Transatlantic lessons from the Republican civil war
Published by The Independent (2nd November, 2015)
Almost from the moment he became a senator four years ago, Marco Rubio has been marked out as a potential Republican saviour. This savvy son of Cuban immigrants is seen as the man who could win back the White House from the Democrats, with the ability to create a new constituency for a party that struggles to accept the changing demographics of American politics. Now we will see if he is worthy of those great expectations.
Last week, he used the latest Republican debate to shrug off an attack by Jeb Bush, his key rival on the party’s ‘moderate’ wing. It was deftly done, subtly underlining comparisons between Barack Obama, the first black president, and the 44-year-old from Florida seeking to be the first Latino occupant of the White House. Few observers could avoid the striking contrast between Bush, whose father and brother were both presidents, and his one-time protegé whose mother cleaned hotel rooms as a migrant maid.
There are 12 long months to go before voters finally get to choose the 45th president of the United States. But already the smoke is clearing slightly on the two campaign battlefronts. Hillary Clinton has had a superb couple of weeks, seeing off any threat of Vice-President Joe Biden entering the race with a strong performance in her side’s debate, then defying intense questioning from conservative critics over the private email issue dogging her for months.
Yet her biggest challenge is presenting herself as the candidate for change after eight years of a Democrat president – a curious position for someone who would be the first female US president. But aided by a smart team of advisers, she has shown herself surprisingly adroit at adapting to the shifting pattern of politics on the left. And her party has an inbuilt current political advantage that one analyst told me ensures it starts with 246 of the 273 electoral college votes already bagged.
This is what makes the Republican race so fascinating – and so resonant as a warning to conservatives in this country. For the party is engaged in something close to civil war between those who believe they can win by appealing largely to angry, white older voters, who are frustrated by loss of power and the pace of change, and those appreciating the imperative to reach out to younger people, single women and ethnic minorities.
The first camp is represented with alarming clarity by Donald Trump, still riding high in polls as he rails against foreigners, immigrants and elites in Washington and Wall Street. This could win him the first contest in Iowa, where the fastest-growing demographic is over-90-years-olds. Yet one rival thinks Trump will pull out before Iowa, reluctant to risk a loser’s speech while claiming to have changed the political landscape. Regardless, the donors and party establishment will rally around whichever mainstream candidate looks most likely to defeat the insurgents.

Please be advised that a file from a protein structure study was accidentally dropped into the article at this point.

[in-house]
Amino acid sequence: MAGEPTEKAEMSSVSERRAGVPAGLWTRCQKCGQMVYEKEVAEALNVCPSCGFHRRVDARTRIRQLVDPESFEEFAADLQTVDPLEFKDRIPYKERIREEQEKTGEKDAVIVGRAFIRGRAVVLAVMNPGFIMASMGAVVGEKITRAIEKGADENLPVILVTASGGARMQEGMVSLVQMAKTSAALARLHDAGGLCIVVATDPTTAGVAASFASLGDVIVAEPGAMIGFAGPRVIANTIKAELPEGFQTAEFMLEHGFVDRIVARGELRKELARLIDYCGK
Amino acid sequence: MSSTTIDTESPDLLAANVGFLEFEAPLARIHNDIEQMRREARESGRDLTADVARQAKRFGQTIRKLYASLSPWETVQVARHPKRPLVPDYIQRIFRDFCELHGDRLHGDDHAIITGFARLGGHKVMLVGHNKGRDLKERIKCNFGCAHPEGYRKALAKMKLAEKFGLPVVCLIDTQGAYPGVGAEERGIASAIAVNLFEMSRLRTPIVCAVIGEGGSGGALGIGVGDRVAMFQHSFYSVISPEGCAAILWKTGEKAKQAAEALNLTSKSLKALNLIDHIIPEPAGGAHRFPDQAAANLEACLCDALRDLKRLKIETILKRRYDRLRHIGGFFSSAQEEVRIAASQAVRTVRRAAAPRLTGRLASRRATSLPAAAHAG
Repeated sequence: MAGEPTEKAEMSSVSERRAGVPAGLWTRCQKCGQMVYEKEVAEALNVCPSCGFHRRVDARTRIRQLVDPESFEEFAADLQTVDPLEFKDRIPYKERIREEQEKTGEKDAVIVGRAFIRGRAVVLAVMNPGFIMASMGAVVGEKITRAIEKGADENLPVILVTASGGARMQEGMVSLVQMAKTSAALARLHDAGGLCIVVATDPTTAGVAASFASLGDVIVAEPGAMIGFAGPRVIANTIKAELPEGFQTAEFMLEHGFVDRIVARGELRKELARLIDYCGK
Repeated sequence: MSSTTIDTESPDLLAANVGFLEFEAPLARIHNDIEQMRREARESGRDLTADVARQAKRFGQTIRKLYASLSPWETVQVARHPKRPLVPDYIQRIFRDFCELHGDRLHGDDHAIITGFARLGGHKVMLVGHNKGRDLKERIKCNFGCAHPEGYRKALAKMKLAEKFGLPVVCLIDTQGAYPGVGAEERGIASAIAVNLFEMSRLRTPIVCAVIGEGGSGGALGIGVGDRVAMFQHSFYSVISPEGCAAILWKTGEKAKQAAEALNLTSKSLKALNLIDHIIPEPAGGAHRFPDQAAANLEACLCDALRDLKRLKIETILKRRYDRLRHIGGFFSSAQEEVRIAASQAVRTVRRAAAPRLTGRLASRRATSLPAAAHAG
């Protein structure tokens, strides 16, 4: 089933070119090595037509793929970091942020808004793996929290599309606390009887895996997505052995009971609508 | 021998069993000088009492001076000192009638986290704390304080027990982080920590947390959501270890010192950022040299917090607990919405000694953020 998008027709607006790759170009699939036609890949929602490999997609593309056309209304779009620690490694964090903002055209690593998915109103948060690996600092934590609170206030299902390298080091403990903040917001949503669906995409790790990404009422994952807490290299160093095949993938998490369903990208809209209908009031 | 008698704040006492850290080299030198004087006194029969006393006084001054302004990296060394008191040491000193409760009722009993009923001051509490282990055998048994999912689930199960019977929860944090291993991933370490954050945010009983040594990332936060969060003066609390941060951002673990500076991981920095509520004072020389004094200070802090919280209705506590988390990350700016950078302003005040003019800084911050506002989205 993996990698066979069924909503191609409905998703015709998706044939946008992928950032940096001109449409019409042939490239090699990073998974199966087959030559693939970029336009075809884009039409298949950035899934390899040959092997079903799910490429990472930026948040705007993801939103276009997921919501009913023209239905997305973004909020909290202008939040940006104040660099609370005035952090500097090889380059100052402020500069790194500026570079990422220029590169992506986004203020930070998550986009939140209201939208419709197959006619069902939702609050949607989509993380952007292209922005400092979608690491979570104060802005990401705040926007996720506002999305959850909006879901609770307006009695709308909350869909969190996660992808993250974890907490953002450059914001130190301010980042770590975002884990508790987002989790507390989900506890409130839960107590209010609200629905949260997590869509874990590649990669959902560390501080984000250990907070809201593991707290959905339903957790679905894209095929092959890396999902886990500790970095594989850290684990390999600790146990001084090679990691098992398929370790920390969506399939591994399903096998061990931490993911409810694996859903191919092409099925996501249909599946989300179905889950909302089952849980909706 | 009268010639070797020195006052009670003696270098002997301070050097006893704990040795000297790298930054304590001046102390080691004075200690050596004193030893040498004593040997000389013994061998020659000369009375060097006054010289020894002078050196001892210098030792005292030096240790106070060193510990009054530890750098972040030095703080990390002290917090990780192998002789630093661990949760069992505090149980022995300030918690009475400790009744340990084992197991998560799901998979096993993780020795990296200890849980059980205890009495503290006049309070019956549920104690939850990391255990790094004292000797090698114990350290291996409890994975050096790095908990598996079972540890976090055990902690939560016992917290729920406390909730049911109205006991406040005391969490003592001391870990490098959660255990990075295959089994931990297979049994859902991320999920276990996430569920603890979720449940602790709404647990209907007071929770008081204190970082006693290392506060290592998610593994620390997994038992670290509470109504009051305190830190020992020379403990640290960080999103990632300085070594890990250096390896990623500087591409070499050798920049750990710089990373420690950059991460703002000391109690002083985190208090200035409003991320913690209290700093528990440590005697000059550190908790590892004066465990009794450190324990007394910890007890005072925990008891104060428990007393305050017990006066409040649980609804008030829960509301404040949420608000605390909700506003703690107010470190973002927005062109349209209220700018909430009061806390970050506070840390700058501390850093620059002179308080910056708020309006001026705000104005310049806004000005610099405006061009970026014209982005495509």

This was seen as Bush, the man with twice as much money as any other candidate. But more and more that candidate looks like Rubio, although polling still puts him in single figures. His youth and optimism contrast with the Republican line-up of grouchy blokes and a solitary sharp-edged woman; he also looks very different from Clinton, given his age and heritage. The big question, especially given his flip-flopping on immigration, is whether he will attempt to reposition the Republicans if nominated.
Last year I joined a small dinner with Rubio, who wanted to discuss with Tory modernisers the shared challenges facing British and American parties of the right. We tend to see Republicans through the prism of guns, religion and abortion, but his focus was on how to connect with fast-growing chunks of the electorate as he asked all about David Cameron’s makeover of the Conservatives. I found him thoughtful on domestic issues, disappointingly hawkish on foreign policy.
If the Republicans have any hope of gaining the White House, they must accept the changing American electorate. Their support base – older, suburban and increasingly white – is shrinking. Right-wing populism and anti-immigration zealotry lead to a dead end; they must broaden their appeal to minority voters to survive. Mitt Romney won six out of 10 white votes in 2012, enough to triumph without a single ethnic minority vote had he faced the same electorate as Ronald Reagan. Likewise for John McCain, the nominee in 2008.
This is the prize for Rubio if he wins the nomination and strikes out in a new direction. There is a clear risk, since those angry voters flocking to hear Trump speak might stay at home on polling day rather than endorse another ‘establishment’ figure. But it is hard to see any alternative strategy leading to success – even if Clinton reverts to her cautious former style of triangulation and trouble avoidance. It should not be forgotten David Cameron’s surprise majority involved the party’s biggest share of ethnic minority support.
The US election shows the shifting dynamics of Western democracies, increasingly divided between parties comfortable with modernity and those that try to fight it. The fissures are less between left and right than between isolation and integration, exclusion and inclusion, anger and optimism, hate and hope. This is why the fight should flash warning signs not just to the British right, but to a Labour Party retreating into its comfort zone. Jeremy Corbyn should watch the Republican race just as closely as the Conservatives.